Journal of Geography (Chigaku Zasshi)
Online ISSN : 1884-0884
Print ISSN : 0022-135X
ISSN-L : 0022-135X
Volume 67 , Issue 3
Showing 1-5 articles out of 5 articles from the selected issue
  • Hisayoshi Nakamura
    1958 Volume 67 Issue 3 Pages 113-126
    Published: September 30, 1958
    Released: November 12, 2009
    Hot springs in Japan are divided into three groups which are distributed respetively in younger volcanic, semi-volcanic and non-volcanic areas, according to the relation of younger volcanic zones to hot springs. On the other hand, hot springs are classified into two types, namely the one high in Cl' content and the other moderate. Hot springs characterized by high content of Cl' derived from aqueous or igneous origin are situated in tertiary oil fields, tertiary volcanic or hypabyssal rock areas and granite areas.
    The following phenomena recognized in thermal areas are important to know properties of hot springs distributed in younger volcanic areas :
    (1) Volcanic gases are higher in content of HCl than fumarolic gases.
    (2) Hot springs emitted from fumarolic areas are divided into two types, the one is saline water type characterized by higher content of Cr and the other is ground water type by lower of Cl' in ground water.
    (3) According to the abundance of Cl' content in thermal areas, there are two types of hot springs in the centre of thermal activity of altered rock areas. One is the type showing high content of Cl', the other is low.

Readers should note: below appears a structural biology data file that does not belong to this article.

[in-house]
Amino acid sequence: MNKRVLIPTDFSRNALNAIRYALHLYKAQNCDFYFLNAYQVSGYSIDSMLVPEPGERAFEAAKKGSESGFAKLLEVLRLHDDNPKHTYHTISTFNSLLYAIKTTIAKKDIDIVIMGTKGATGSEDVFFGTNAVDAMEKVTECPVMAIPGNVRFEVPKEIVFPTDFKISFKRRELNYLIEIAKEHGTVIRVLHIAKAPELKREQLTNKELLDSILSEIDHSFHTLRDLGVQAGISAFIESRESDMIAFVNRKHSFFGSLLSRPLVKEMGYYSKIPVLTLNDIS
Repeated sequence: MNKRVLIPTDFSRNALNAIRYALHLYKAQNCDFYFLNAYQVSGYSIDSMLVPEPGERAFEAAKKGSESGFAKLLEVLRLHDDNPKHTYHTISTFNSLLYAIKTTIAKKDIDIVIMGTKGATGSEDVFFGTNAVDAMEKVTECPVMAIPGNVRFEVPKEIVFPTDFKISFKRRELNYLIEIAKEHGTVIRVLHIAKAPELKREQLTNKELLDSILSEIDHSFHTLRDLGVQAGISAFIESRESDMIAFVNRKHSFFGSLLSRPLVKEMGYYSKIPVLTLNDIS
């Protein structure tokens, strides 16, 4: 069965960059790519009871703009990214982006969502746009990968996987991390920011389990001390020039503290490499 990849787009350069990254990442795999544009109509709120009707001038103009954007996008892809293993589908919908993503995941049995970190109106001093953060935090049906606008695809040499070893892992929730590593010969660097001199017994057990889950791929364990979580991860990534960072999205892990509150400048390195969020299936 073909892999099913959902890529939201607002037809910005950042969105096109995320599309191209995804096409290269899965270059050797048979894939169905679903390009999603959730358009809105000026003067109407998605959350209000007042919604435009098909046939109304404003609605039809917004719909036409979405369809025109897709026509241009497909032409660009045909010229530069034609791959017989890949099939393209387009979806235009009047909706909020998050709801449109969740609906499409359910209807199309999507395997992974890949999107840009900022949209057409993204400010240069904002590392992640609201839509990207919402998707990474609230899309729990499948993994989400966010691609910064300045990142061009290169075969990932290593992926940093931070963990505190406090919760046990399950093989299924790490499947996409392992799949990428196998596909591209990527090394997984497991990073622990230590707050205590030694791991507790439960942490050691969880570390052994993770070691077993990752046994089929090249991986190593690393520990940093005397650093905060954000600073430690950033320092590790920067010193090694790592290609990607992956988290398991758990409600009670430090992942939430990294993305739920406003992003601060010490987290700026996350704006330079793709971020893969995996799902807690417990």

The above-mentioned phenomena are considered to depend upon the diffusing flow of volcanic or fumarolic gases through the mother rocks and the depth of circulating ground water. Accordingly, it is probable that HCl contained in volcanic gases is not only dissolved in deep vadose water, but also fixed as halide salts in the wall rocks on the way up to the surface from a volatile source.
    Properties of hot springs of such a various range from acidic to alkaline, distributed in younger volcanic areas seems to be influenced by shallow volcanic or fumarolic action in addition to the diffusing flow of volcanic or fumarolic gases and the ascending distance of thermal water to the surface.
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  • Kazue Watanabe
    1958 Volume 67 Issue 3 Pages 127-152
    Published: September 30, 1958
    Released: November 12, 2009
    1. Obama hot springs, situated on the east coast of Shimabara peninsula, Nagasaki prefecture, are now prosperously utilized for the salt-making industry, and its daily consumption of hot water (9°C-100°C) amounts 60, 000t containing the heat energy 4.6 × 109 kcal (equivalent to 750 ton coal). This amount in much excess discharge against the capacity of heat and the transfering velocity, of hydrothermal solutions.
    2. Consequently, there have provoked much serious accidents, that is, the areal retrenchment of flowing zone, the fall of the rock temperatune (20°C at the bottom of the bore hole) and others. For these troubles, the temporary restriction of discharge has put in operation, and the recovery indications are now percieved.
    3. Analysing these supercritical phenomena, the writer has presumed the dimensions, energies in the order estimating calaulations. The results are as follows :
    (a) heat energy of this magma 0.26 × 1014 Kcal
    (b) dimension of this magma 0.06 Km3 (a sphere with 200m radius)